Adapted from Mr. Rogers website article By Hedda Sharapan
Finding some quiet on days when the house is full of young children isn’t always easy. Here are some ideas that can help:
Quiet time – for the ears
* Have you noticed that when the room is noisy, if you raise your voice level, the children do, too? Try to lower your voice at times like that, and see what happens. Over and over I hear that it really does help when we adults set a quieter tone.
* Do you have a CD of some tranquil music to play? One of my favourites is to use “spa” music in while we’re building with blocks. It seems that the music creates a more thoughtful mood, and that changes the nature of the block-building…and our blood pressure!
* Silence does help to restore us. Be sure there’s quiet time each day at a regular time. It’s the only way to be sure that children will have some quiet in their day.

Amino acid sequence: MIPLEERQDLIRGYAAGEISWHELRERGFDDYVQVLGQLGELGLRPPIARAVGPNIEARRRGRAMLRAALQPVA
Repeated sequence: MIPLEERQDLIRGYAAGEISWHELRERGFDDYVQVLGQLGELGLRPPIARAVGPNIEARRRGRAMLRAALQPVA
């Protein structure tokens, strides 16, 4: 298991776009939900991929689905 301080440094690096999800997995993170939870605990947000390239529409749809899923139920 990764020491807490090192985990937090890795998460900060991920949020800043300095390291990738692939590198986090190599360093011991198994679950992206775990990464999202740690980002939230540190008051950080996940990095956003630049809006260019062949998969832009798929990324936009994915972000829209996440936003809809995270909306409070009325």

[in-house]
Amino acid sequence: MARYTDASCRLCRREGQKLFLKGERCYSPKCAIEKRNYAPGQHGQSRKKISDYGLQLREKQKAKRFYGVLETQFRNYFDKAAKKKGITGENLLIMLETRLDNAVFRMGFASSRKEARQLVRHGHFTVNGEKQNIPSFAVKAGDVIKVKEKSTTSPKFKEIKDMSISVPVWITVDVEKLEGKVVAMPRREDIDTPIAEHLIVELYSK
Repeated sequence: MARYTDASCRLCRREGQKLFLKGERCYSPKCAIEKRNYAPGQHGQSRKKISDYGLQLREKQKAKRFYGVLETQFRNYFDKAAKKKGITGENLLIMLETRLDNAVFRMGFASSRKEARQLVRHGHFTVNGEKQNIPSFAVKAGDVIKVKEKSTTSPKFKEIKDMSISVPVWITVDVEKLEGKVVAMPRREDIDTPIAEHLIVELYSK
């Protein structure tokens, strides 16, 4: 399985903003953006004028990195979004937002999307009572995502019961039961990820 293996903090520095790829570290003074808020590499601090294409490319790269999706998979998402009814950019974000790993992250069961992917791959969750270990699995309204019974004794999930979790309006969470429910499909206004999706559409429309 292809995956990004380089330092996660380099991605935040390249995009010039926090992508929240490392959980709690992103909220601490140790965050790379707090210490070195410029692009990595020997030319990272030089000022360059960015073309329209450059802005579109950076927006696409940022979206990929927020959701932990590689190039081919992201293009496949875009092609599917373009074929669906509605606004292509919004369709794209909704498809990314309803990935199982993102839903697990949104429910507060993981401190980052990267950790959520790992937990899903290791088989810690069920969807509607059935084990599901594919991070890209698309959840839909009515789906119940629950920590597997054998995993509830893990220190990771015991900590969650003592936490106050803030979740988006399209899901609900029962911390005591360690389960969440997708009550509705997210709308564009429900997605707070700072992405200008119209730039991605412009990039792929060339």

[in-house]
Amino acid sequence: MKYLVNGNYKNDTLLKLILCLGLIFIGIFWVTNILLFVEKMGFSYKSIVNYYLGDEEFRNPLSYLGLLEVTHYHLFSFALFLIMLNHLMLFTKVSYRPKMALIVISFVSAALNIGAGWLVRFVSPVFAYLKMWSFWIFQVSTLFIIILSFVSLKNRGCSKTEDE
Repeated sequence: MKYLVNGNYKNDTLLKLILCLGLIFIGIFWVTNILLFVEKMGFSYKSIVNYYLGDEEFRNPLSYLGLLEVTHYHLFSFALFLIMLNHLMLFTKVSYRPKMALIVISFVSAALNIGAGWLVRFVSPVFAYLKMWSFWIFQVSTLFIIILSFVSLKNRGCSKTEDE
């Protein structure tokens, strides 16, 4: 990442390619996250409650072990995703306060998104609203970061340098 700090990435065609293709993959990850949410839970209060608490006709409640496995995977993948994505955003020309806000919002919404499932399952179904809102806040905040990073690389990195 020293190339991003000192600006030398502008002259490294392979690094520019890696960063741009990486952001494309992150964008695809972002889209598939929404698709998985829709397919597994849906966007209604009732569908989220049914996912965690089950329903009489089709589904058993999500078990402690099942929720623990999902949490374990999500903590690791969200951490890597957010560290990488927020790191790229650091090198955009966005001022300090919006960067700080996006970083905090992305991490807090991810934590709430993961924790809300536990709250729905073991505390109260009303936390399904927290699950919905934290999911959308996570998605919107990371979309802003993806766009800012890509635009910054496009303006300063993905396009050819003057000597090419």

Quiet time – for the hands
* Think about the calming benefit of sensory activities, like water play or sand play – where the goal is the process, and there’s no pressure to “make something.” On especially wild days you might want to let the children have a longer time at those kinds of activities.
* Keep in mind there’s a wide variety of sensory activities you can choose from: blowing bubbles, fingerpainting, digging holes, mixing play dough, kneading dough, bathing baby dolls or pouring water at the water table.
Quiet time – for the heart
* When things are hectic, it’s hard but try to really listen when a child tells you something that matters to him or her . Children know when you’re really listening.